Mathew Brady Mathew B. Brady (c. 1822 – January 15, 1896) was one of the most celebrated 19th century American photographers, best known for his portraits of celebrities and his documentation of the American Civil War. He is credited with being the father of photojournalism.[1] William Few Jr. (1748-1828) Patriot, legislator, pioneer, and financier, William Few Jr. was born in Maryland in 1748, to Mary Wheeler and William Few Sr. For some years the family lived in North Carolina, where Few's brother James was hanged for his part in the Regulator Insurrection, an uprising against what many citizens viewed as unfair taxation practices by royal government. Embroiled in political difficulties in North Carolina, the family moved to upper Richmond County, Georgia, in the mid-1770s. During the American Revolution (1775-83), Few fought in the Battle of Burke County Jail, served in the state legislative sessions, and took part in the 1777 constitutional convention. In 1780 he was elected to the Continental Congress. In the decade following the war, he, more than anyone, lobbied for the upper part of Richmond County to become a new county, a dream realized when Columbia County was created in 1790.

About this Collection - Civil War Maps Brings together materials from three premier collections: the Library of Congress Geography and Map Division, the Virginia Historical Society, and the Library of Virginia. Among the reconnaissance, sketch, and theater-of-war maps are the detailed battle maps made by Major Jedediah Hotchkiss for Generals Lee and Jackson, General Sherman's Southern military campaigns, and maps taken from diaries, scrapbooks, and manuscripts all available for the first time in one place. Most of the items presented here are documented in Civil War Maps: An Annotated List of Maps and Atlases in the Library of Congress, compiled by Richard W. Stephenson in 1989.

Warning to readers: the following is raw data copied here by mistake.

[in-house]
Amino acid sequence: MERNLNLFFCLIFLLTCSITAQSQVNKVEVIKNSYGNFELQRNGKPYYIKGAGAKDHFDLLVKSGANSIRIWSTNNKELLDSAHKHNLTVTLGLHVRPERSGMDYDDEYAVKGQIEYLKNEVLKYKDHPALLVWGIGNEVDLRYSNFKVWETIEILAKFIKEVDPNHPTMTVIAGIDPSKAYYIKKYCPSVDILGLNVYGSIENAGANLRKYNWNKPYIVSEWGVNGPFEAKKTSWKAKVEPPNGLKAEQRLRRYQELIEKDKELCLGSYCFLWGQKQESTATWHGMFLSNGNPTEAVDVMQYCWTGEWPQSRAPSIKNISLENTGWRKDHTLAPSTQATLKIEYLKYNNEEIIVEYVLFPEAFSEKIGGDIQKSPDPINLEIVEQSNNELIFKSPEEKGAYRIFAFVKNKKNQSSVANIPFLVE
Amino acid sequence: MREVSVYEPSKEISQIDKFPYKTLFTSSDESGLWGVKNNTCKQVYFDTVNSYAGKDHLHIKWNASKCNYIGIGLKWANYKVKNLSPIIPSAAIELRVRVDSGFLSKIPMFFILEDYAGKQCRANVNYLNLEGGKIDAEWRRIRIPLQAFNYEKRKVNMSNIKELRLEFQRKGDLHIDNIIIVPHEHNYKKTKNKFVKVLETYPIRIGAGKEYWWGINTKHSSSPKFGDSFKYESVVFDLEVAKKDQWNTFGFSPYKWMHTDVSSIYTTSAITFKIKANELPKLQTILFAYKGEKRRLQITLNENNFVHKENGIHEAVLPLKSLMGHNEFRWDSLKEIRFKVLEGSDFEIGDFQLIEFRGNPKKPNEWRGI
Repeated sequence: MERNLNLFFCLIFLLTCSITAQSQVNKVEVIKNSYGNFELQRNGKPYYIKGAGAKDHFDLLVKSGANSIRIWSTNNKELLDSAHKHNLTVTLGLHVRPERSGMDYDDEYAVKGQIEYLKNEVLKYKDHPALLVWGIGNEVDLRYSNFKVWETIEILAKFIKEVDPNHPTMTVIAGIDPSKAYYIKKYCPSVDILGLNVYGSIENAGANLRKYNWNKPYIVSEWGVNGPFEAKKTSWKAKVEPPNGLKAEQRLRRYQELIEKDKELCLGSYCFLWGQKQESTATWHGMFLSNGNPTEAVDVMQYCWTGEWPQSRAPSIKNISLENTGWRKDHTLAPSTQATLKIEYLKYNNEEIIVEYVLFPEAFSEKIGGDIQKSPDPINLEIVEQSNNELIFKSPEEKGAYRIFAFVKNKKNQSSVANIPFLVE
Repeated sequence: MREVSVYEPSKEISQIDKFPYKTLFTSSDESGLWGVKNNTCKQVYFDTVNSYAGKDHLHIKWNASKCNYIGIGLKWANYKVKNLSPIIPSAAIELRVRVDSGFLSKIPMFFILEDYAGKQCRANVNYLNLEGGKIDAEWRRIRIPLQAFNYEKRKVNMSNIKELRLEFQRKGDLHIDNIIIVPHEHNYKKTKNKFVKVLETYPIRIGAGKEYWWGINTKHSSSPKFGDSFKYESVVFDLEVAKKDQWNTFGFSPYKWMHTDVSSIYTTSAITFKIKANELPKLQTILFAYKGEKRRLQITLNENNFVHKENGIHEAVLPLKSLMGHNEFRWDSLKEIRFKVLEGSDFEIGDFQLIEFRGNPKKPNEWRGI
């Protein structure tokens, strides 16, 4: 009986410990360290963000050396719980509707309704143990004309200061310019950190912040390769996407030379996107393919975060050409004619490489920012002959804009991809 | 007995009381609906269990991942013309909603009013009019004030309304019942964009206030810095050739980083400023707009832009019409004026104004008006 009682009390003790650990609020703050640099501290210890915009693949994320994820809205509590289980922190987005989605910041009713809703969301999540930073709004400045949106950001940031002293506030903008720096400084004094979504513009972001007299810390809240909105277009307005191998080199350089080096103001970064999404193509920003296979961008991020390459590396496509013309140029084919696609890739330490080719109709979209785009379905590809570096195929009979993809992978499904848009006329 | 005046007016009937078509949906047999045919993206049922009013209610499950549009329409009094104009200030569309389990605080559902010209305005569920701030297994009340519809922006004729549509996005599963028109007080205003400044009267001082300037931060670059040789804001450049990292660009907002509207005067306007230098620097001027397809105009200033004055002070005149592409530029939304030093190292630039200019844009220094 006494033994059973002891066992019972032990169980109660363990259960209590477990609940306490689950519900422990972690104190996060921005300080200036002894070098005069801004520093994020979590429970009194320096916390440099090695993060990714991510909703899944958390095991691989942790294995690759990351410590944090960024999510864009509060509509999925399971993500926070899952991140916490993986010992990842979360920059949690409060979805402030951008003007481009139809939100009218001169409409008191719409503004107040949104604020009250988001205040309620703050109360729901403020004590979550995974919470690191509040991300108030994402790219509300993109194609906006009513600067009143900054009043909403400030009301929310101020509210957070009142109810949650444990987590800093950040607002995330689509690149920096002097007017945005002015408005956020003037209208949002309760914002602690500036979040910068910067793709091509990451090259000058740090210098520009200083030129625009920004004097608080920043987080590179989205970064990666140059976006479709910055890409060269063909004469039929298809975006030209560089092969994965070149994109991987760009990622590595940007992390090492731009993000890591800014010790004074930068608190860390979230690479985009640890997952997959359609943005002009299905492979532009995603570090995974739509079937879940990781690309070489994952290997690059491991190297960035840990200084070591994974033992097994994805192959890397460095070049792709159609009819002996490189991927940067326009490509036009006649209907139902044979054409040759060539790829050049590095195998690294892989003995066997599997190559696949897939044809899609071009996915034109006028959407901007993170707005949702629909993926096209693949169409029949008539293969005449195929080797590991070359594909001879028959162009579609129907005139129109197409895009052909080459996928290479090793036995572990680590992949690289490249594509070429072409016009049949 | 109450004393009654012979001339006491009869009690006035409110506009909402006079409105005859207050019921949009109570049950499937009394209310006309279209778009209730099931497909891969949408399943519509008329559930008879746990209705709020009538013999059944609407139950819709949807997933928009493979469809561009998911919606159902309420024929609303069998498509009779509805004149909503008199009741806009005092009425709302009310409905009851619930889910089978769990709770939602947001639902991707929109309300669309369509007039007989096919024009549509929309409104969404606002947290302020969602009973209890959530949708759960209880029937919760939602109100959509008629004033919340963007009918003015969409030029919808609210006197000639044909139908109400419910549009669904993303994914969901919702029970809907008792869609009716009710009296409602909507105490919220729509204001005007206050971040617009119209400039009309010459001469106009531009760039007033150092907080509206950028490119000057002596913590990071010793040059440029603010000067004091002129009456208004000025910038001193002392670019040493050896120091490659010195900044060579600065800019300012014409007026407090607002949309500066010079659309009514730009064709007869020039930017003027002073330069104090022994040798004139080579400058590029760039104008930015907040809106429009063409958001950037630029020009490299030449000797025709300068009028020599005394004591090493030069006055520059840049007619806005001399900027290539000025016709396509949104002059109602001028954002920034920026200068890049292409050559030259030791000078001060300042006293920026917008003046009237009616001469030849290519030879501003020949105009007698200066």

Facts about the Revolutionary War *** Facts about the Revolutionary War This article contains fast facts and information about the Revolutionary War. Why did the American Revolutionary War begin? Because the American colonists believed that they deserved all the rights of Englishmen but were not receiving them. When was the American Revolutionary War? The Revolutionary War beginning date was April 19, 1775 with the The Battle of Lexington and the end date was September 3, 1783. Read the facts about the Revolutionary War for a fast overview of the American War of Independence. History of journalism The history of journalism, or the development of the gathering and transmitting of news, spans the growth of technology and trade, marked by the advent of specialized techniques for gathering and disseminating information on a regular basis that has caused, as one history of journalism surmises, the steady increase of "the scope of news available to us and the speed with which it is transmitted. Newspapers have always been the primary medium of journalists since 1700, with magazines added in the 18th century, radio and television in the 20th century, and the Internet in the 21st century.[1] Early Journalism[edit] By 1400, businessmen in Italian and German cities were compiling hand written chronicles of important news events, and circulating them to their business connections. The idea of using a printing press for this material first appeared in Germany around 1600. England[edit]